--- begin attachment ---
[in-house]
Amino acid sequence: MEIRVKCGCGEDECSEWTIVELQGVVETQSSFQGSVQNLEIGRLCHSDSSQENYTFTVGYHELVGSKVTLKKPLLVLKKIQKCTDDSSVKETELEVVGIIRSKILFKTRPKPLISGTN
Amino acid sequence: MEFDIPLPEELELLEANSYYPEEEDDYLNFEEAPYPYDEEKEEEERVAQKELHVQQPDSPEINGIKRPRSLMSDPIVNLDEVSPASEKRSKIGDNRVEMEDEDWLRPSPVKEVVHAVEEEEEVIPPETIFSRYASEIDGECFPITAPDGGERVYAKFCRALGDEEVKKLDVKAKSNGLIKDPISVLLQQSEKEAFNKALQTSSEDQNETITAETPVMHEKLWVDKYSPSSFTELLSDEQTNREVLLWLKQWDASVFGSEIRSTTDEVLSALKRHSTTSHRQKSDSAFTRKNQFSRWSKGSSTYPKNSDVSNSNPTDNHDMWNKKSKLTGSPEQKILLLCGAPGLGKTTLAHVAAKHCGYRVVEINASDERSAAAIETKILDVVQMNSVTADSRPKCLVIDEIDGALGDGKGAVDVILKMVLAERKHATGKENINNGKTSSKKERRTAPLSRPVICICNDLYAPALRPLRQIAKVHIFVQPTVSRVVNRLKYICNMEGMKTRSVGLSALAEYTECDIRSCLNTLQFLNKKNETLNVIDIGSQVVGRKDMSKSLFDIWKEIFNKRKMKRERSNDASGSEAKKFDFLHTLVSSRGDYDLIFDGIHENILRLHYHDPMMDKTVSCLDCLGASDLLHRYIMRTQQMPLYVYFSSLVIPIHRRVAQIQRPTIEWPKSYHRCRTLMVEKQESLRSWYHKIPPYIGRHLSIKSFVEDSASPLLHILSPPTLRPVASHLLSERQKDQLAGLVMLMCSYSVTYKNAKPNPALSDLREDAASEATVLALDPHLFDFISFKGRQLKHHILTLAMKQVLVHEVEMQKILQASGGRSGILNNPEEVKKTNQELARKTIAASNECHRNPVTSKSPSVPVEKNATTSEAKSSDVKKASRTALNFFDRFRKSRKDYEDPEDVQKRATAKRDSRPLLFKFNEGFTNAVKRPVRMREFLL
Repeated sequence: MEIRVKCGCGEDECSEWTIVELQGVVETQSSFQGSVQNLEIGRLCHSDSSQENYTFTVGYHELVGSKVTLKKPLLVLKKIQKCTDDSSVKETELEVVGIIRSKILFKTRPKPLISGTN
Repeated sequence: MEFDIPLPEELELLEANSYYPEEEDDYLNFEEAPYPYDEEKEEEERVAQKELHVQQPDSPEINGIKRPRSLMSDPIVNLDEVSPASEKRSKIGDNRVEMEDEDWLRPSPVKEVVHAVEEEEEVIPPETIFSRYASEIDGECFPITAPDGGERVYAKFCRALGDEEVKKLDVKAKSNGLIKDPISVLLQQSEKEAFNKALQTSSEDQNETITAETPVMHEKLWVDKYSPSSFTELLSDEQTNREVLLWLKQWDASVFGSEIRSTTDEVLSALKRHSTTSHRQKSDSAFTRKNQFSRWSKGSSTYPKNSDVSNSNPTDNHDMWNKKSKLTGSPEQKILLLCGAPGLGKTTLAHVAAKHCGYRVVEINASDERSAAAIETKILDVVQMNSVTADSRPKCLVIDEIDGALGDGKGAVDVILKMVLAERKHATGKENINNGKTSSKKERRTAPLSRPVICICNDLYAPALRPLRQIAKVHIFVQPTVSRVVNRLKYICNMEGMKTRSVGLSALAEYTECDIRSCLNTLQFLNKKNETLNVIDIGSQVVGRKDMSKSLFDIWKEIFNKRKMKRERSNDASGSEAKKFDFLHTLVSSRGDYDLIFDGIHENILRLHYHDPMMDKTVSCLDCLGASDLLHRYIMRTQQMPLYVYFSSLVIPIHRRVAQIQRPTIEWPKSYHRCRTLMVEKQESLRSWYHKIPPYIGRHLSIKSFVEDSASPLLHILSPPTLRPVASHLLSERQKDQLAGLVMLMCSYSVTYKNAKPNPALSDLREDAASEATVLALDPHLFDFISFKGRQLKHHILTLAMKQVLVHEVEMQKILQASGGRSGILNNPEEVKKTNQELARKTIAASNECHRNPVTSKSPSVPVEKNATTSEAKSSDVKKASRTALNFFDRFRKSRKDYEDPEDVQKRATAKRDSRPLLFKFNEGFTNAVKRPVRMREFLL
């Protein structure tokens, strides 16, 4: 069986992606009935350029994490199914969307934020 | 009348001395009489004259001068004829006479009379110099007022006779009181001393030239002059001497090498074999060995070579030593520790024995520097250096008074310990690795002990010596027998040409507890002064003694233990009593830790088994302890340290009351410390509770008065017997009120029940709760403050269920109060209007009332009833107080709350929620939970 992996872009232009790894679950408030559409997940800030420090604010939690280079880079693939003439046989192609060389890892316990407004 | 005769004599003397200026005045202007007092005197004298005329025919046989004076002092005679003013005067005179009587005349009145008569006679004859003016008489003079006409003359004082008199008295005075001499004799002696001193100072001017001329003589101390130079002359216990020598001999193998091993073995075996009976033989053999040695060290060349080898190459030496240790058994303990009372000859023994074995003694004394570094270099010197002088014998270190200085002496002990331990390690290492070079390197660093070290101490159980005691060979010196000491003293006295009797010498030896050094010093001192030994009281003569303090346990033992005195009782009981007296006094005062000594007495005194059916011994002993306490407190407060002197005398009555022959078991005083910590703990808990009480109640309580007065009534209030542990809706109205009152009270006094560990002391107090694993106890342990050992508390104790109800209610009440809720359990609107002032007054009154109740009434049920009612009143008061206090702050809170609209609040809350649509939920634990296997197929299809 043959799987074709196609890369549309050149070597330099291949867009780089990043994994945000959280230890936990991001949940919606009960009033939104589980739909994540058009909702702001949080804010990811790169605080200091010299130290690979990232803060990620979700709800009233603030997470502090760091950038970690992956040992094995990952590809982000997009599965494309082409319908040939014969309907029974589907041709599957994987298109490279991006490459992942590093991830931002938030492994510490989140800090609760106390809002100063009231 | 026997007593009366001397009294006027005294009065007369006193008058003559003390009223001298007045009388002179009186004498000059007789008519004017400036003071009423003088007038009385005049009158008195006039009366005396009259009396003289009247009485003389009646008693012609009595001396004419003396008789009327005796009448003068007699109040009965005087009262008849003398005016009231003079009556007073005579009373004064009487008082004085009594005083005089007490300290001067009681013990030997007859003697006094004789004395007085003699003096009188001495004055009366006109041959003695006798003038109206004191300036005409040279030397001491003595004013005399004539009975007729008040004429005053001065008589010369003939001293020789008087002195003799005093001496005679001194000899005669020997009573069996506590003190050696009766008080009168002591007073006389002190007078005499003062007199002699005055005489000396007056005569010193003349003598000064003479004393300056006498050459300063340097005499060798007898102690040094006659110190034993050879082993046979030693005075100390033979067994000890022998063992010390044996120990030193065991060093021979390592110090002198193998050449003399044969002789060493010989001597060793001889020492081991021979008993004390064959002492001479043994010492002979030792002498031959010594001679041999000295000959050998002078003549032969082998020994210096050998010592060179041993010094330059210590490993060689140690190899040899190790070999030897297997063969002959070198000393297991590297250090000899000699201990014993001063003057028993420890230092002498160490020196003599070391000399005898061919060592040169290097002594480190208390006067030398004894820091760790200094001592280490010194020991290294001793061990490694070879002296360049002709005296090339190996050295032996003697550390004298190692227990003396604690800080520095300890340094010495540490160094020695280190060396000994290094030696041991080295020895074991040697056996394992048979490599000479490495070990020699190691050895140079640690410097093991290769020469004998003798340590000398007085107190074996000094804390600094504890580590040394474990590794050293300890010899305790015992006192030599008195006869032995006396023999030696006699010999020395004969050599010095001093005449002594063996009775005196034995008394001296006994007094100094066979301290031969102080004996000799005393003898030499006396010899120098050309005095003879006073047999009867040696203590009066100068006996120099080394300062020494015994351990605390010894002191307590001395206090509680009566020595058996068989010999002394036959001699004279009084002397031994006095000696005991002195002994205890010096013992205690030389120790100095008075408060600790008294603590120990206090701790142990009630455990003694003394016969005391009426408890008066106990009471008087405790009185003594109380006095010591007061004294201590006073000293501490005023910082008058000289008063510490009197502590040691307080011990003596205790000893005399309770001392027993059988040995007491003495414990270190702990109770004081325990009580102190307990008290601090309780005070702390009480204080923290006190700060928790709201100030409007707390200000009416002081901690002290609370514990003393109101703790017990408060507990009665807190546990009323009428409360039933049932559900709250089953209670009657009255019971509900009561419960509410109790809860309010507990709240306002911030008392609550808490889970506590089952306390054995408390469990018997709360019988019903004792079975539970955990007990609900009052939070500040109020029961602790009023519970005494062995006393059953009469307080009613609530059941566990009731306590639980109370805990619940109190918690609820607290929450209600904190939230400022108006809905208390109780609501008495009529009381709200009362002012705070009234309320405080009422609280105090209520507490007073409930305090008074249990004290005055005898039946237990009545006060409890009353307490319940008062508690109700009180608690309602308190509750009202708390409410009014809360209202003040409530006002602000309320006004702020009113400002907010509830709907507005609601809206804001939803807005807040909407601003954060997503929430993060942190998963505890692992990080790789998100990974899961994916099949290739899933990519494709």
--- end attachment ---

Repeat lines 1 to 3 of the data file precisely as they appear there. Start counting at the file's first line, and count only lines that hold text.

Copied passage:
[in-house]
Amino acid sequence: MEIRVKCGCGEDECSEWTIVELQGVVETQSSFQGSVQNLEIGRLCHSDSSQENYTFTVGYHELVGSKVTLKKPLLVLKKIQKCTDDSSVKETELEVVGIIRSKILFKTRPKPLISGTN
Amino acid sequence: MEFDIPLPEELELLEANSYYPEEEDDYLNFEEAPYPYDEEKEEEERVAQKELHVQQPDSPEINGIKRPRSLMSDPIVNLDEVSPASEKRSKIGDNRVEMEDEDWLRPSPVKEVVHAVEEEEEVIPPETIFSRYASEIDGECFPITAPDGGERVYAKFCRALGDEEVKKLDVKAKSNGLIKDPISVLLQQSEKEAFNKALQTSSEDQNETITAETPVMHEKLWVDKYSPSSFTELLSDEQTNREVLLWLKQWDASVFGSEIRSTTDEVLSALKRHSTTSHRQKSDSAFTRKNQFSRWSKGSSTYPKNSDVSNSNPTDNHDMWNKKSKLTGSPEQKILLLCGAPGLGKTTLAHVAAKHCGYRVVEINASDERSAAAIETKILDVVQMNSVTADSRPKCLVIDEIDGALGDGKGAVDVILKMVLAERKHATGKENINNGKTSSKKERRTAPLSRPVICICNDLYAPALRPLRQIAKVHIFVQPTVSRVVNRLKYICNMEGMKTRSVGLSALAEYTECDIRSCLNTLQFLNKKNETLNVIDIGSQVVGRKDMSKSLFDIWKEIFNKRKMKRERSNDASGSEAKKFDFLHTLVSSRGDYDLIFDGIHENILRLHYHDPMMDKTVSCLDCLGASDLLHRYIMRTQQMPLYVYFSSLVIPIHRRVAQIQRPTIEWPKSYHRCRTLMVEKQESLRSWYHKIPPYIGRHLSIKSFVEDSASPLLHILSPPTLRPVASHLLSERQKDQLAGLVMLMCSYSVTYKNAKPNPALSDLREDAASEATVLALDPHLFDFISFKGRQLKHHILTLAMKQVLVHEVEMQKILQASGGRSGILNNPEEVKKTNQELARKTIAASNECHRNPVTSKSPSVPVEKNATTSEAKSSDVKKASRTALNFFDRFRKSRKDYEDPEDVQKRATAKRDSRPLLFKFNEGFTNAVKRPVRMREFLL